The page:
What are conjugate vaccines?

Conjugate vaccines, such as the pneumococcal conjugate vaccine, take advantage of the immune system's ability to recognize proteins. A conjugate vaccine connects a protein very closely to specific types of bacteria. These vaccines have been shown to cause powerful, long-lasting immune responses and have excellent safety profiles.
Conjugate vaccines are typically used to provide protection against certain types of bacterial infection, particularly in very young children. These bacteria, including those that cause bacterial meningitis, are surrounded by a thick capsule called a polysaccharide coating. This coating helps the bacteria hide from the immune system.

The body can still produce antibodies against the bacterial antigens and provide some short-lived protection, but this type of protection doesn't develop in children until they are about 2 years old. So many polysaccharide vaccines for adults and older children don't work in younger children, leaving children highly susceptible to the illnesses those bacteria cause.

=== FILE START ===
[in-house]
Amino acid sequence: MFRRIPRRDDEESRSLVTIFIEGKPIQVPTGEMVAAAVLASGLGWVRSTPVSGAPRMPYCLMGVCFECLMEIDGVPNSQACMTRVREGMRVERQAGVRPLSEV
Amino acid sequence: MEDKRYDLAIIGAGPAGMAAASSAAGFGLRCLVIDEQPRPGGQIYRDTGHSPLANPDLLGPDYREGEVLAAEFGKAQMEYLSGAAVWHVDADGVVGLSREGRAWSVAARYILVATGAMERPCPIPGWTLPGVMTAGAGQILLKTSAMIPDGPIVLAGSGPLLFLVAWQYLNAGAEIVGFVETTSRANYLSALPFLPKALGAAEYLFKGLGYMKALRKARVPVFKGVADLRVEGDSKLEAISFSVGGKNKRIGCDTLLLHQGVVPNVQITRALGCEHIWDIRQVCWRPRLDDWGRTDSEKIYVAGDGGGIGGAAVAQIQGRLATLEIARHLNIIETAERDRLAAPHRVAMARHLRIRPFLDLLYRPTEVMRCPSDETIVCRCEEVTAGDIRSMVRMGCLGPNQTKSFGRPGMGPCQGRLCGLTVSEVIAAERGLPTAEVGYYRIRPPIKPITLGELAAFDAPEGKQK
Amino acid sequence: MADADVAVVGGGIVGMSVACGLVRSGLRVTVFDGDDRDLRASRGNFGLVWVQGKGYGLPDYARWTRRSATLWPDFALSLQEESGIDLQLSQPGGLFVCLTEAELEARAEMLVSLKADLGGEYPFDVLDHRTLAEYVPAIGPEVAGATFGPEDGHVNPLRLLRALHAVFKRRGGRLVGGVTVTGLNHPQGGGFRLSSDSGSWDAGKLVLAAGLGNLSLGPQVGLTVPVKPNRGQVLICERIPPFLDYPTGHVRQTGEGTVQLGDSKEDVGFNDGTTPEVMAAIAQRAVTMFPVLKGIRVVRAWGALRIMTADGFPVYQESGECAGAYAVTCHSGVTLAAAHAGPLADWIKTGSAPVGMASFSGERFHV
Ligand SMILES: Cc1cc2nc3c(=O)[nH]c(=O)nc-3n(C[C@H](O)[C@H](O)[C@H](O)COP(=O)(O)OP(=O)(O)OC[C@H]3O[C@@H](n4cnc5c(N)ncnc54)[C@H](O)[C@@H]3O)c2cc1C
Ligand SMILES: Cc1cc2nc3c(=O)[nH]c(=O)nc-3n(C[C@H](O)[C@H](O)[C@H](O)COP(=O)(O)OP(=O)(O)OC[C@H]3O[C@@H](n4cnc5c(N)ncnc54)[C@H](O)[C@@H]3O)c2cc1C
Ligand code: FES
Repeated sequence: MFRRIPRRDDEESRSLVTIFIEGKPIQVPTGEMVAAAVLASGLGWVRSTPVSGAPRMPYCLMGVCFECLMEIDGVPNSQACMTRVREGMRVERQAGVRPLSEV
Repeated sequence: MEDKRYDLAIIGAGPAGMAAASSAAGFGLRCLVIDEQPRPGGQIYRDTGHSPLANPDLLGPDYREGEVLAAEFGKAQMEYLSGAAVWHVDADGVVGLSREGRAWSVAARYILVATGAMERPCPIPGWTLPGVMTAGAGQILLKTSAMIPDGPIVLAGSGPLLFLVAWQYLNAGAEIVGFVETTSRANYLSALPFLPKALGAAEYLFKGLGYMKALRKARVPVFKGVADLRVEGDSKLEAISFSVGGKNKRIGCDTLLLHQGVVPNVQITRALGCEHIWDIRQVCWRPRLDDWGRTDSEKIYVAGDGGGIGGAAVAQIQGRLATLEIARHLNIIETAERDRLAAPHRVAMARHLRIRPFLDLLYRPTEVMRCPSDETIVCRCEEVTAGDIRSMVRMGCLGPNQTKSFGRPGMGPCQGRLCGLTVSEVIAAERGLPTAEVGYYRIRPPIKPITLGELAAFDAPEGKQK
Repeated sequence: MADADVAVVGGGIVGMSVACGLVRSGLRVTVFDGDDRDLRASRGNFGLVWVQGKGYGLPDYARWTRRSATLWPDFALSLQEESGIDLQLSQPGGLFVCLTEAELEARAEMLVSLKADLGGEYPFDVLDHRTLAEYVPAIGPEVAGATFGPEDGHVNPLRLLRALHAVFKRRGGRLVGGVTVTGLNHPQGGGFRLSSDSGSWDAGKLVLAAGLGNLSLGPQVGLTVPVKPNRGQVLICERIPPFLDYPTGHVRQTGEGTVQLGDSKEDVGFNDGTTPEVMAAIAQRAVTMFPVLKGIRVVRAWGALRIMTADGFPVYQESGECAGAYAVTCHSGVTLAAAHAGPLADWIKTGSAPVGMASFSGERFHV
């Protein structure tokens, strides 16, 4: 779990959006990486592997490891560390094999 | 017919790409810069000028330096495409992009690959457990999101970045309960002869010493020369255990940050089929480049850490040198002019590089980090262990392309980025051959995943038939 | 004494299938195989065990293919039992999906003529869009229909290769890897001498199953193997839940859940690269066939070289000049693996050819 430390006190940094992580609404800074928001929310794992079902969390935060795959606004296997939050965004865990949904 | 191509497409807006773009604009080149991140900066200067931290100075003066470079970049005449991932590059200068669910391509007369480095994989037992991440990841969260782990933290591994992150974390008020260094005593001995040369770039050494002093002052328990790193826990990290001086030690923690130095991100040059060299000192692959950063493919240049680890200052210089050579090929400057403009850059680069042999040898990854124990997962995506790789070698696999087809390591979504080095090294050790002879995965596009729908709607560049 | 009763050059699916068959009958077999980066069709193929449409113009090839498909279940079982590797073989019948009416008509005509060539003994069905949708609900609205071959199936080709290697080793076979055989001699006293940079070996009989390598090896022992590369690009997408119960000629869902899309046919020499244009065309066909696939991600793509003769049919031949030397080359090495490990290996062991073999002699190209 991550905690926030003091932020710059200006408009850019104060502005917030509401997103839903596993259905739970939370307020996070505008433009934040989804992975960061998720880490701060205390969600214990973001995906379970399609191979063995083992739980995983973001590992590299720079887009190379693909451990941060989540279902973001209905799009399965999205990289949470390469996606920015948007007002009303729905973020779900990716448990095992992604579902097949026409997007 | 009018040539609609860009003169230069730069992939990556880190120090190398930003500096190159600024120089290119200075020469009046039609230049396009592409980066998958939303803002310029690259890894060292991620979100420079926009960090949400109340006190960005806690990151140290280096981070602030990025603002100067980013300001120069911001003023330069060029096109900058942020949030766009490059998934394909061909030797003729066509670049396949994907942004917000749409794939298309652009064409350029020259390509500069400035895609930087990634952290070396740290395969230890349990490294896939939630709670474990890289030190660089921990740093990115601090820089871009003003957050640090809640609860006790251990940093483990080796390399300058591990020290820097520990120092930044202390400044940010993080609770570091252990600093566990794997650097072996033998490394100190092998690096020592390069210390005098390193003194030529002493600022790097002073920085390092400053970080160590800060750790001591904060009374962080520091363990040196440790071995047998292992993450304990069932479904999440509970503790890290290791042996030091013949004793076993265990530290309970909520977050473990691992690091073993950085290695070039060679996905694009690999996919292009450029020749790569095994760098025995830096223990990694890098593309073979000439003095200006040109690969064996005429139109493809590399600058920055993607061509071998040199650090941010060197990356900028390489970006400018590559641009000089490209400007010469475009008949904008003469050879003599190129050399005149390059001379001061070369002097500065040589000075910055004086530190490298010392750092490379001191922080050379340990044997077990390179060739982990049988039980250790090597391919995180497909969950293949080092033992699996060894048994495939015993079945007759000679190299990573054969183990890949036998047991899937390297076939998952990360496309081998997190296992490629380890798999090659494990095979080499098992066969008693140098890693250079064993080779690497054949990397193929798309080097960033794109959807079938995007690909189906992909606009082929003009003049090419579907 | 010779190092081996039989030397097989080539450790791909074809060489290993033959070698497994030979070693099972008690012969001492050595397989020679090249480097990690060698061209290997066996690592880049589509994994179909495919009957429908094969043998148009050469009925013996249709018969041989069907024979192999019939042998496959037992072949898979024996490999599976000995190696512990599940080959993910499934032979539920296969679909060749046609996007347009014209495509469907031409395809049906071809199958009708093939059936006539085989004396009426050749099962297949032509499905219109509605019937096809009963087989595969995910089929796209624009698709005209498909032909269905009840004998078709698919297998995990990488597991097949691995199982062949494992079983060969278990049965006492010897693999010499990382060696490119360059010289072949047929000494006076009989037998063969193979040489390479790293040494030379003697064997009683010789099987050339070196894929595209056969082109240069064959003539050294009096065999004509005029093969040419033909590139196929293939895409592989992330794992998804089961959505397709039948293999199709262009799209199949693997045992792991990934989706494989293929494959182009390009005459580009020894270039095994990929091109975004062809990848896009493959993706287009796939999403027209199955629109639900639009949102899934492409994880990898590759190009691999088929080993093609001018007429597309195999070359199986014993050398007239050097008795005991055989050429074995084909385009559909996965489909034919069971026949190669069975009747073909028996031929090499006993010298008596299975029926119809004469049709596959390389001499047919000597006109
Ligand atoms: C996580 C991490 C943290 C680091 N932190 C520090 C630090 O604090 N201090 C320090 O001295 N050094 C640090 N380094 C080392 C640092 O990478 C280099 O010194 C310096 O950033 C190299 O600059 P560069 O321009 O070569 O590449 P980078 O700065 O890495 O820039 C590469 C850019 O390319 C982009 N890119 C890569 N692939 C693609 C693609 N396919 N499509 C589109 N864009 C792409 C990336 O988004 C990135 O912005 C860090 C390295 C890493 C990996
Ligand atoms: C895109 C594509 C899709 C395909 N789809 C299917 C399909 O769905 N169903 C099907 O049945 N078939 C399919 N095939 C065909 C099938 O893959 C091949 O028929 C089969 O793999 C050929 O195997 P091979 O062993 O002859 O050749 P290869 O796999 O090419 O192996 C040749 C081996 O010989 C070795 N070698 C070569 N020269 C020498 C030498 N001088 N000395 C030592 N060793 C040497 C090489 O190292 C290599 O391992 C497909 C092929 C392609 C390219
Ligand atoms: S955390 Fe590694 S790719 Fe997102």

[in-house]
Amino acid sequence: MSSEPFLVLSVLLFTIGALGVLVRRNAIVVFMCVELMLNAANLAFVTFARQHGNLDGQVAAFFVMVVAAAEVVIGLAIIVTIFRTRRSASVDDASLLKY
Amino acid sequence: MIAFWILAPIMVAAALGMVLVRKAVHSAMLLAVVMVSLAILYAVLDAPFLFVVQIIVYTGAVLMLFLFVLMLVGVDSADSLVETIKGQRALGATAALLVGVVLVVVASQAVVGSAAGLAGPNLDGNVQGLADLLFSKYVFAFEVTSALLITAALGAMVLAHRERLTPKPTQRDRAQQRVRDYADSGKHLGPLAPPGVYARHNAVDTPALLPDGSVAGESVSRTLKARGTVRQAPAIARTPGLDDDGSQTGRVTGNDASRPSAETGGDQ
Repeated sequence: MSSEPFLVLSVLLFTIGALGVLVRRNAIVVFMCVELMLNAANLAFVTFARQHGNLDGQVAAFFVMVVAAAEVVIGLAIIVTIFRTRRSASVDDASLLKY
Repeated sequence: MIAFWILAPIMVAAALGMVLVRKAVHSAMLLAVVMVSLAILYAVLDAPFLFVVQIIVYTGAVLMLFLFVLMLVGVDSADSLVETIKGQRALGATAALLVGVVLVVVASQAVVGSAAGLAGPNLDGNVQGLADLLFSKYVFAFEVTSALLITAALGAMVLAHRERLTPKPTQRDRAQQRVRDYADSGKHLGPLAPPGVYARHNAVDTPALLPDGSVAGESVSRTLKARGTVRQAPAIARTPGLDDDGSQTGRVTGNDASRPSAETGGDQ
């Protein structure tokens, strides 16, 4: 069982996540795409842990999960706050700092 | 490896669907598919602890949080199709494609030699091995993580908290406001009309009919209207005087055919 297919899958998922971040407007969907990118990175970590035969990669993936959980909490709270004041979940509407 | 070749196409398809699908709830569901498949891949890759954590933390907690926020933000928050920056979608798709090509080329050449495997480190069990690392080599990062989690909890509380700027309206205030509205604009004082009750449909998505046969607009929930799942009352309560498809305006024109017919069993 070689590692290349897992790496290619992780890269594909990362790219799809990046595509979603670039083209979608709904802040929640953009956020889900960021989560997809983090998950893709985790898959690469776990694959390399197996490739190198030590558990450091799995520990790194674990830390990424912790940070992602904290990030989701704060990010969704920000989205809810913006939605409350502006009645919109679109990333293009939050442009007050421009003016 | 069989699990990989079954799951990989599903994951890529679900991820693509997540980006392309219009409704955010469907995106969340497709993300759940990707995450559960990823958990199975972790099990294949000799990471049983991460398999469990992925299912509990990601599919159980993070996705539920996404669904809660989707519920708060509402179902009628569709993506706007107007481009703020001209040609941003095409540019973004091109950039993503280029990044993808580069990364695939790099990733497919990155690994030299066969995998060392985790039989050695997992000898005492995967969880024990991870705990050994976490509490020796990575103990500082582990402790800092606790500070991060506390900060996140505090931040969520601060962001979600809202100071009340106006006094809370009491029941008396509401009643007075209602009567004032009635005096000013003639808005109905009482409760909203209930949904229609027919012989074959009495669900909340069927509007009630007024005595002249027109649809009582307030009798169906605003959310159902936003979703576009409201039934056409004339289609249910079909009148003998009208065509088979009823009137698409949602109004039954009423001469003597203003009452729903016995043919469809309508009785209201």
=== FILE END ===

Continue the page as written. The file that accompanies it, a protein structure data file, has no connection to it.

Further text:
Enter the conjugate vaccine. Antigens (germs) that the baby's immune system does recognize are attached to the polysaccharide coating. The infant's immune system learns to recognize polysaccharide coatings as dangerous and to defend against them.

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Vaccines & Immunizations

Vaccines & Immunizations

Vaccines are commonly given to children in the form of a shot to help prevent serious diseases like measles and mumps. Vaccines are developed using either dead strains of a disease, weakened strains, or strains of a different dise...

ase. As adults, we receive flu vaccines or may need a booster of childhood vaccines to retain immunity. Travelers may receive vaccines either as a condition of entry to a country, or on recommendation of health officials. Generally there is little or no reaction to a vaccine, but in some cases the vaccine may cause an allergic reaction or a temporary, mild illness. Some vaccines are not safe for pregnant women, so it’s important to check with a healthcare professional.

Important: This content reflects information from various individuals and organizations and may offer alternative or opposing points of view. It should not be used for medical advice, diagnosis or treatment. As always, you should consult with your healthcare provider about your specific health needs.